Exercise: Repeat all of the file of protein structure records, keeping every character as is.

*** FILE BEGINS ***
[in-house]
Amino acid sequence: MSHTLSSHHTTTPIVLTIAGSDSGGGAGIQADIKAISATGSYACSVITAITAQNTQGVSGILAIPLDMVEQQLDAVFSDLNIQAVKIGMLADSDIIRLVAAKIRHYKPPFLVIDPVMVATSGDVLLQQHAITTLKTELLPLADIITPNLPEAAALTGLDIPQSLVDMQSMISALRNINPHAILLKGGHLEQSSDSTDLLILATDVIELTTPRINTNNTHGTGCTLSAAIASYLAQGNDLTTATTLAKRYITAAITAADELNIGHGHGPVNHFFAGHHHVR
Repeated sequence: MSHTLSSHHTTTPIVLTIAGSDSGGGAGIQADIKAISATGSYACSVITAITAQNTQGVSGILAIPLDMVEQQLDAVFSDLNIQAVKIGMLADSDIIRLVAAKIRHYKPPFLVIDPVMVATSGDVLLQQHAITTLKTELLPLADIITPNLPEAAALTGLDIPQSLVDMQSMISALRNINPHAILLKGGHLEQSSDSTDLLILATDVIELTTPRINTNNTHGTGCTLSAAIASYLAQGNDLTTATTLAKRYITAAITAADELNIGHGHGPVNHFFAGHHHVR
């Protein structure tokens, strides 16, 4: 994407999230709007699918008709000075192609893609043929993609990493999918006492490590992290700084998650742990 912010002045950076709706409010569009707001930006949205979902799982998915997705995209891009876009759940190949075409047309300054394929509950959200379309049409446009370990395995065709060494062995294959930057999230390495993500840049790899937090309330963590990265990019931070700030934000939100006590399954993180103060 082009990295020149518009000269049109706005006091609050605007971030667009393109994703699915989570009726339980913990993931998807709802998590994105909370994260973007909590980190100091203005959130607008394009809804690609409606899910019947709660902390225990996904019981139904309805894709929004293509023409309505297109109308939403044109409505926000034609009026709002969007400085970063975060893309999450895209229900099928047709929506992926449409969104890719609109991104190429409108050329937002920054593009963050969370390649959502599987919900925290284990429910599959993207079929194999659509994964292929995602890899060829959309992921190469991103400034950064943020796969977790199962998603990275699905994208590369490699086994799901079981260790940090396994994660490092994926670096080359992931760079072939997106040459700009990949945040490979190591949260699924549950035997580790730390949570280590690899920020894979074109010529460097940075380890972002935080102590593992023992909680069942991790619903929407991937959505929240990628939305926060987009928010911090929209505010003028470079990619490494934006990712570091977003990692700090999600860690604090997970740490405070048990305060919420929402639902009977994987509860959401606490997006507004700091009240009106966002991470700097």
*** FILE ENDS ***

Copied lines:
[in-house]
Amino acid sequence: MSHTLSSHHTTTPIVLTIAGSDSGGGAGIQADIKAISATGSYACSVITAITAQNTQGVSGILAIPLDMVEQQLDAVFSDLNIQAVKIGMLADSDIIRLVAAKIRHYKPPFLVIDPVMVATSGDVLLQQHAITTLKTELLPLADIITPNLPEAAALTGLDIPQSLVDMQSMISALRNINPHAILLKGGHLEQSSDSTDLLILATDVIELTTPRINTNNTHGTGCTLSAAIASYLAQGNDLTTATTLAKRYITAAITAADELNIGHGHGPVNHFFAGHHHVR
Repeated sequence: MSHTLSSHHTTTPIVLTIAGSDSGGGAGIQADIKAISATGSYACSVITAITAQNTQGVSGILAIPLDMVEQQLDAVFSDLNIQAVKIGMLADSDIIRLVAAKIRHYKPPFLVIDPVMVATSGDVLLQQHAITTLKTELLPLADIITPNLPEAAALTGLDIPQSLVDMQSMISALRNINPHAILLKGGHLEQSSDSTDLLILATDVIELTTPRINTNNTHGTGCTLSAAIASYLAQGNDLTTATTLAKRYITAAITAADELNIGHGHGPVNHFFAGHHHVR
């Protein structure tokens, strides 16, 4: 994407999230709007699918008709000075192609893609043929993609990493999918006492490590992290700084998650742990 912010002045950076709706409010569009707001930006949205979902799982998915997705995209891009876009759940190949075409047309300054394929509950959200379309049409446009370990395995065709060494062995294959930057999230390495993500840049790899937090309330963590990265990019931070700030934000939100006590399954993180103060 082009990295020149518009000269049109706005006091609050605007971030667009393109994703699915989570009726339980913990993931998807709802998590994105909370994260973007909590980190100091203005959130607008394009809804690609409606899910019947709660902390225990996904019981139904309805894709929004293509023409309505297109109308939403044109409505926000034609009026709002969007400085970063975060893309999450895209229900099928047709929506992926449409969104890719609109991104190429409108050329937002920054593009963050969370390649959502599987919900925290284990429910599959993207079929194999659509994964292929995602890899060829959309992921190469991103400034950064943020796969977790199962998603990275699905994208590369490699086994799901079981260790940090396994994660490092994926670096080359992931760079072939997106040459700009990949945040490979190591949260699924549950035997580790730390949570280590690899920020894979074109010529460097940075380890972002935080102590593992023992909680069942991790619903929407991937959505929240990628939305926060987009928010911090929209505010003028470079990619490494934006990712570091977003990692700090999600860690604090997970740490405070048990305060919420929402639902009977994987509860959401606490997006507004700091009240009106966002991470700097």